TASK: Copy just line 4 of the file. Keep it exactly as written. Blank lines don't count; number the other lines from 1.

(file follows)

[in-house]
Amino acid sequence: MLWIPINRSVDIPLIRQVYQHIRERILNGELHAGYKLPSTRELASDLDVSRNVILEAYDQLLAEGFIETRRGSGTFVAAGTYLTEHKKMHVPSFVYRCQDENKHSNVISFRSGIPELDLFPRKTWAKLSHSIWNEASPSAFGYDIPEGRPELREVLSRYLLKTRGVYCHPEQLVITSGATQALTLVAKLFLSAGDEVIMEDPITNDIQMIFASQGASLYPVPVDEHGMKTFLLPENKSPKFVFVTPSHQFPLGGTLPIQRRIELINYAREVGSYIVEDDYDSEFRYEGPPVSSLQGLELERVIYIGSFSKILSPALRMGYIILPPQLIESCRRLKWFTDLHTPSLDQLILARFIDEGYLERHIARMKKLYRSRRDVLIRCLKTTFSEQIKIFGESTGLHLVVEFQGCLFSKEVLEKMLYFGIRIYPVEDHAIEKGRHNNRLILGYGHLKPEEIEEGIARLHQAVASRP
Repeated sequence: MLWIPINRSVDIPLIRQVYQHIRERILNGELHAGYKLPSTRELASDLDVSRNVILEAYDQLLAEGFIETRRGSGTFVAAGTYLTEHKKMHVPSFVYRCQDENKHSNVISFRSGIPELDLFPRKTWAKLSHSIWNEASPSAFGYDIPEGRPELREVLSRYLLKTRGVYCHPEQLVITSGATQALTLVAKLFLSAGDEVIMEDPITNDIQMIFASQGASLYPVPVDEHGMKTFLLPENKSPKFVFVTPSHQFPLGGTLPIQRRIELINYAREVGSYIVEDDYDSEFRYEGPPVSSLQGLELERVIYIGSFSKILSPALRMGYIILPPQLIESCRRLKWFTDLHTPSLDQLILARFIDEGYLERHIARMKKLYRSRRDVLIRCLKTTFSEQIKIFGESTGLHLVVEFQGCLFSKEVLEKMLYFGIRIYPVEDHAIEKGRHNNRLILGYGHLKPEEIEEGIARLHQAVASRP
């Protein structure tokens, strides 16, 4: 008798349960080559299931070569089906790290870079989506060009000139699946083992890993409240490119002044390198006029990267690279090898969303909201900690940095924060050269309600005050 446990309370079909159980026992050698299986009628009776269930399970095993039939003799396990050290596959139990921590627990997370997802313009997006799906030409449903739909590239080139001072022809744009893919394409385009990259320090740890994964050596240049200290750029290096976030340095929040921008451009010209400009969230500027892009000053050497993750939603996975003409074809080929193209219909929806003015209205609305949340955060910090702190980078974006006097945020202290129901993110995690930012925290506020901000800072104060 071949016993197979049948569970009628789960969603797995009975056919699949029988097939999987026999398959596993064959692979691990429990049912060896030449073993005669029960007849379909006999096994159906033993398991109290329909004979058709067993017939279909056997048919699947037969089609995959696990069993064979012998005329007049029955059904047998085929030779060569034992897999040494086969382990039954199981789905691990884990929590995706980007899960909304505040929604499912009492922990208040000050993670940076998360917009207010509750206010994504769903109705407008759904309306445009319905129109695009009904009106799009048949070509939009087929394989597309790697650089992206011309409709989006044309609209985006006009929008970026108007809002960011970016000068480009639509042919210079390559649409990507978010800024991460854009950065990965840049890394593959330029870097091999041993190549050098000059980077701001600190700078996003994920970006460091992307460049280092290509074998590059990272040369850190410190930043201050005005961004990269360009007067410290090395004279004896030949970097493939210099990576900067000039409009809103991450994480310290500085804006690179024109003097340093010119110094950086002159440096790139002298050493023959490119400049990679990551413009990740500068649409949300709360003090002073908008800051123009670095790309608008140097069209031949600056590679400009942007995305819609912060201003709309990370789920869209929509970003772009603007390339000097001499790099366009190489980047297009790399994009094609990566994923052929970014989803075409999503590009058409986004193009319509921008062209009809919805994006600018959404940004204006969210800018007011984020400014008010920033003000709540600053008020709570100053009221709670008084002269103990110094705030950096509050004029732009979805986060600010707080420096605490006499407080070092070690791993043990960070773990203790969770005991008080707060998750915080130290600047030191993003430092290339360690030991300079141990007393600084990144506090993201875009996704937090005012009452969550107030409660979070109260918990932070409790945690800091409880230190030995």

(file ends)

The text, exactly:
């Protein structure tokens, strides 16, 4: 008798349960080559299931070569089906790290870079989506060009000139699946083992890993409240490119002044390198006029990267690279090898969303909201900690940095924060050269309600005050 446990309370079909159980026992050698299986009628009776269930399970095993039939003799396990050290596959139990921590627990997370997802313009997006799906030409449903739909590239080139001072022809744009893919394409385009990259320090740890994964050596240049200290750029290096976030340095929040921008451009010209400009969230500027892009000053050497993750939603996975003409074809080929193209219909929806003015209205609305949340955060910090702190980078974006006097945020202290129901993110995690930012925290506020901000800072104060 071949016993197979049948569970009628789960969603797995009975056919699949029988097939999987026999398959596993064959692979691990429990049912060896030449073993005669029960007849379909006999096994159906033993398991109290329909004979058709067993017939279909056997048919699947037969089609995959696990069993064979012998005329007049029955059904047998085929030779060569034992897999040494086969382990039954199981789905691990884990929590995706980007899960909304505040929604499912009492922990208040000050993670940076998360917009207010509750206010994504769903109705407008759904309306445009319905129109695009009904009106799009048949070509939009087929394989597309790697650089992206011309409709989006044309609209985006006009929008970026108007809002960011970016000068480009639509042919210079390559649409990507978010800024991460854009950065990965840049890394593959330029870097091999041993190549050098000059980077701001600190700078996003994920970006460091992307460049280092290509074998590059990272040369850190410190930043201050005005961004990269360009007067410290090395004279004896030949970097493939210099990576900067000039409009809103991450994480310290500085804006690179024109003097340093010119110094950086002159440096790139002298050493023959490119400049990679990551413009990740500068649409949300709360003090002073908008800051123009670095790309608008140097069209031949600056590679400009942007995305819609912060201003709309990370789920869209929509970003772009603007390339000097001499790099366009190489980047297009790399994009094609990566994923052929970014989803075409999503590009058409986004193009319509921008062209009809919805994006600018959404940004204006969210800018007011984020400014008010920033003000709540600053008020709570100053009221709670008084002269103990110094705030950096509050004029732009979805986060600010707080420096605490006499407080070092070690791993043990960070773990203790969770005991008080707060998750915080130290600047030191993003430092290339360690030991300079141990007393600084990144506090993201875009996704937090005012009452969550107030409660979070109260918990932070409790945690800091409880230190030995």